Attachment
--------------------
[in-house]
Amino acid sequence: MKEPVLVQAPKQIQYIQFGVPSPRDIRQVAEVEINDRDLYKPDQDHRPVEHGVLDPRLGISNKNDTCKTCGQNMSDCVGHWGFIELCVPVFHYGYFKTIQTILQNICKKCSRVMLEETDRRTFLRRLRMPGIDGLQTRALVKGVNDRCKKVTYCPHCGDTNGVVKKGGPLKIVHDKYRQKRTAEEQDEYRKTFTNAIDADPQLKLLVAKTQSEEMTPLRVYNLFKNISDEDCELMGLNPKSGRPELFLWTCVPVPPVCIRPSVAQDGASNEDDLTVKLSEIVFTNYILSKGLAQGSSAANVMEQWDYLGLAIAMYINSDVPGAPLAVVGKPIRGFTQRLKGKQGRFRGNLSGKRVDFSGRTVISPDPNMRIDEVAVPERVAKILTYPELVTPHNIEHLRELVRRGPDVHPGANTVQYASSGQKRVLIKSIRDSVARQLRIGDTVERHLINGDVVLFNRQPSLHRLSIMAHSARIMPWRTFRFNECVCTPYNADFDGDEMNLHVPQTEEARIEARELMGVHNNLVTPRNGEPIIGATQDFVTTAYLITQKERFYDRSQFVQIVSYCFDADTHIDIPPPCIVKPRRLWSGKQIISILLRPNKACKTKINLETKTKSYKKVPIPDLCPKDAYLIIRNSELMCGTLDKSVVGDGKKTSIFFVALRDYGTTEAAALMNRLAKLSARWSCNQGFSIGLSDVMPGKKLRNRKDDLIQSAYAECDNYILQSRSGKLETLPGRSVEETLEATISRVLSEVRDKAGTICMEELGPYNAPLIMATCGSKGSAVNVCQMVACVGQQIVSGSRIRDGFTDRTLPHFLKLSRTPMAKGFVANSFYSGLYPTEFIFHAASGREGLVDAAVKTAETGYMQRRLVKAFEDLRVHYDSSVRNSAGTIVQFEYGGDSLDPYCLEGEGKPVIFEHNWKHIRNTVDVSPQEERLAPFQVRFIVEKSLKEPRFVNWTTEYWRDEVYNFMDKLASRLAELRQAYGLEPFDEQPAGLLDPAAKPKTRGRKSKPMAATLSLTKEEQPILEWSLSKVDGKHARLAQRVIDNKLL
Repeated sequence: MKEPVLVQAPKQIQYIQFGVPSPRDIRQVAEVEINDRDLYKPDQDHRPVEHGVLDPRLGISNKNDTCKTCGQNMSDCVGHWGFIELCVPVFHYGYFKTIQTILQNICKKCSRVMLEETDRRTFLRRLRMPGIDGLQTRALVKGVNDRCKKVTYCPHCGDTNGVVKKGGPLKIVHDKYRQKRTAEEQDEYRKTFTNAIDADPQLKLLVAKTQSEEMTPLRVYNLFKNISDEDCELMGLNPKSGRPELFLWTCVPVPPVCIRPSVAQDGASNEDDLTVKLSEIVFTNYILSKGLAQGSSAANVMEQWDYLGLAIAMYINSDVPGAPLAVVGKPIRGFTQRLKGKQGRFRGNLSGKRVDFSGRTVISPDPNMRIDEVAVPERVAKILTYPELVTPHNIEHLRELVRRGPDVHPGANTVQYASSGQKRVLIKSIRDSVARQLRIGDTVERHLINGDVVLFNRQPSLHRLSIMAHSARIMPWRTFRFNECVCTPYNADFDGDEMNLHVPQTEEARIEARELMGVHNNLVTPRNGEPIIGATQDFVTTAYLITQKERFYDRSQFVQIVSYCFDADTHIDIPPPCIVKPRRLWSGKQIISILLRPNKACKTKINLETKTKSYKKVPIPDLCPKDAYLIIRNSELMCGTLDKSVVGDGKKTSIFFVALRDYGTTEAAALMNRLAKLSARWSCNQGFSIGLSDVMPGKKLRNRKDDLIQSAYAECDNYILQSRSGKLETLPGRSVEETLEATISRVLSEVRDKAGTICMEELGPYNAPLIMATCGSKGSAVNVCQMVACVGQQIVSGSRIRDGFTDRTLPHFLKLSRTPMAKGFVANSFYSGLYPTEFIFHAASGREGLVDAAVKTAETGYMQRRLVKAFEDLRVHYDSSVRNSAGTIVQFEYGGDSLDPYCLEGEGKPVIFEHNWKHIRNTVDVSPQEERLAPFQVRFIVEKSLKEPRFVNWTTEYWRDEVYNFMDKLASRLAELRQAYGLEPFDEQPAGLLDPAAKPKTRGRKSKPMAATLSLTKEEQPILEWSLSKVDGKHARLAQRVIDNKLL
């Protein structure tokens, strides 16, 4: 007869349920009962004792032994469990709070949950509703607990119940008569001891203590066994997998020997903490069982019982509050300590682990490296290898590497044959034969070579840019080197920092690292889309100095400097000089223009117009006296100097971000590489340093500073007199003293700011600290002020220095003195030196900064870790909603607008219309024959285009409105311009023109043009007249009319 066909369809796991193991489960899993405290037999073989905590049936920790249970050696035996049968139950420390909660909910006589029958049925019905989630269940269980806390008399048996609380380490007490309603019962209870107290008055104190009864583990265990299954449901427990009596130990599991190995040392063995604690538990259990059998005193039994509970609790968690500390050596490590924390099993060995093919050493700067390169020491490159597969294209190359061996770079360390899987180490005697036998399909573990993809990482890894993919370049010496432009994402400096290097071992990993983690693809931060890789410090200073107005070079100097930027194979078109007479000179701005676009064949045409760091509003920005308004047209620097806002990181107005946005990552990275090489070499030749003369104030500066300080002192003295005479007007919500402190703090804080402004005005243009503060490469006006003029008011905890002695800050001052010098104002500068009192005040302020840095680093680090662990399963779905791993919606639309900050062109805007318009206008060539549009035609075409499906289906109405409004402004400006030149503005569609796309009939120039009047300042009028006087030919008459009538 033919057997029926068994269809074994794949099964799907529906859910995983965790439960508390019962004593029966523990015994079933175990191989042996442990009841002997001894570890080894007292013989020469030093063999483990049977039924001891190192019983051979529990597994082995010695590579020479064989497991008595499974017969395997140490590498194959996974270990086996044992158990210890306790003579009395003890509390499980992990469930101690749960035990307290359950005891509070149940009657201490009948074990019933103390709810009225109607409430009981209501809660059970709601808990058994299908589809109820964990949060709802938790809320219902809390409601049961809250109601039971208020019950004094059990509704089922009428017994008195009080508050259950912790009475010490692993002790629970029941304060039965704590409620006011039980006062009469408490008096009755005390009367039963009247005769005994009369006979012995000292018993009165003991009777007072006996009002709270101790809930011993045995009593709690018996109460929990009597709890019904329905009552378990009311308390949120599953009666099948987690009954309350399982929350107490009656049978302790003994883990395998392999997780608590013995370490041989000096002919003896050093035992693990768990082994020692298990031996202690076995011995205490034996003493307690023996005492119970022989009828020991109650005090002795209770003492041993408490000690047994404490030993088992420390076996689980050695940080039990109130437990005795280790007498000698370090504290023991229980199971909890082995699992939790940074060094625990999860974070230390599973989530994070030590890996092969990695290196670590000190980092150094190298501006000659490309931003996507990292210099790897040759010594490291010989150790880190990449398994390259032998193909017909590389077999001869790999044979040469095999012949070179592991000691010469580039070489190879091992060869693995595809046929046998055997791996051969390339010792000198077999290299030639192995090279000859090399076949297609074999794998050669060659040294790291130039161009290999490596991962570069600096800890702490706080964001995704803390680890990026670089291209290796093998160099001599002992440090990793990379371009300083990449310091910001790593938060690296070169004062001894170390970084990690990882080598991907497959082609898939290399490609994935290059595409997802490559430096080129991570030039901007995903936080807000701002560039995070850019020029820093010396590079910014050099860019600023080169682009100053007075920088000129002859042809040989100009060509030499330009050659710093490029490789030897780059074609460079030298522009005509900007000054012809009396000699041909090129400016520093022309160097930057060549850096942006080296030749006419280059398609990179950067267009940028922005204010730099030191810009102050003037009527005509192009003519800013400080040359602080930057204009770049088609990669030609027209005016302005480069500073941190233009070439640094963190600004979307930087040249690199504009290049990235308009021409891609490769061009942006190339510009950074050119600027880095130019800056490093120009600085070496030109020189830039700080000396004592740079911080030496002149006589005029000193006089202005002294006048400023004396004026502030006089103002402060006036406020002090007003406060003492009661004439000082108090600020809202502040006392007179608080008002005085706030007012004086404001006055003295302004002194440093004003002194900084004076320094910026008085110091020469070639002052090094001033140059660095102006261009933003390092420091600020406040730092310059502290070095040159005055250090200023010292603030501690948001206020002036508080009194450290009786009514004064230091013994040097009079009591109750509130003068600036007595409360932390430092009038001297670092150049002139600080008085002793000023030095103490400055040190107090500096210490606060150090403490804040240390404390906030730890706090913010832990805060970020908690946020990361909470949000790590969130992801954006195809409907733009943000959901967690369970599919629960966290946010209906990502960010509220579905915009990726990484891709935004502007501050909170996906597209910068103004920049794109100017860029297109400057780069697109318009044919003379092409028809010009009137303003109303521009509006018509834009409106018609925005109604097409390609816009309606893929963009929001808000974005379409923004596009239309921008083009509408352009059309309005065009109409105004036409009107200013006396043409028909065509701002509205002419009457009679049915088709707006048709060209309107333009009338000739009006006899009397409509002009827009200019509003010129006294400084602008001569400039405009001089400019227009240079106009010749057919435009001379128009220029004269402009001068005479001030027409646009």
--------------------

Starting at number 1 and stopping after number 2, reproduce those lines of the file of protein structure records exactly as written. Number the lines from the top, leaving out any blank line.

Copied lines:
[in-house]
Amino acid sequence: MKEPVLVQAPKQIQYIQFGVPSPRDIRQVAEVEINDRDLYKPDQDHRPVEHGVLDPRLGISNKNDTCKTCGQNMSDCVGHWGFIELCVPVFHYGYFKTIQTILQNICKKCSRVMLEETDRRTFLRRLRMPGIDGLQTRALVKGVNDRCKKVTYCPHCGDTNGVVKKGGPLKIVHDKYRQKRTAEEQDEYRKTFTNAIDADPQLKLLVAKTQSEEMTPLRVYNLFKNISDEDCELMGLNPKSGRPELFLWTCVPVPPVCIRPSVAQDGASNEDDLTVKLSEIVFTNYILSKGLAQGSSAANVMEQWDYLGLAIAMYINSDVPGAPLAVVGKPIRGFTQRLKGKQGRFRGNLSGKRVDFSGRTVISPDPNMRIDEVAVPERVAKILTYPELVTPHNIEHLRELVRRGPDVHPGANTVQYASSGQKRVLIKSIRDSVARQLRIGDTVERHLINGDVVLFNRQPSLHRLSIMAHSARIMPWRTFRFNECVCTPYNADFDGDEMNLHVPQTEEARIEARELMGVHNNLVTPRNGEPIIGATQDFVTTAYLITQKERFYDRSQFVQIVSYCFDADTHIDIPPPCIVKPRRLWSGKQIISILLRPNKACKTKINLETKTKSYKKVPIPDLCPKDAYLIIRNSELMCGTLDKSVVGDGKKTSIFFVALRDYGTTEAAALMNRLAKLSARWSCNQGFSIGLSDVMPGKKLRNRKDDLIQSAYAECDNYILQSRSGKLETLPGRSVEETLEATISRVLSEVRDKAGTICMEELGPYNAPLIMATCGSKGSAVNVCQMVACVGQQIVSGSRIRDGFTDRTLPHFLKLSRTPMAKGFVANSFYSGLYPTEFIFHAASGREGLVDAAVKTAETGYMQRRLVKAFEDLRVHYDSSVRNSAGTIVQFEYGGDSLDPYCLEGEGKPVIFEHNWKHIRNTVDVSPQEERLAPFQVRFIVEKSLKEPRFVNWTTEYWRDEVYNFMDKLASRLAELRQAYGLEPFDEQPAGLLDPAAKPKTRGRKSKPMAATLSLTKEEQPILEWSLSKVDGKHARLAQRVIDNKLL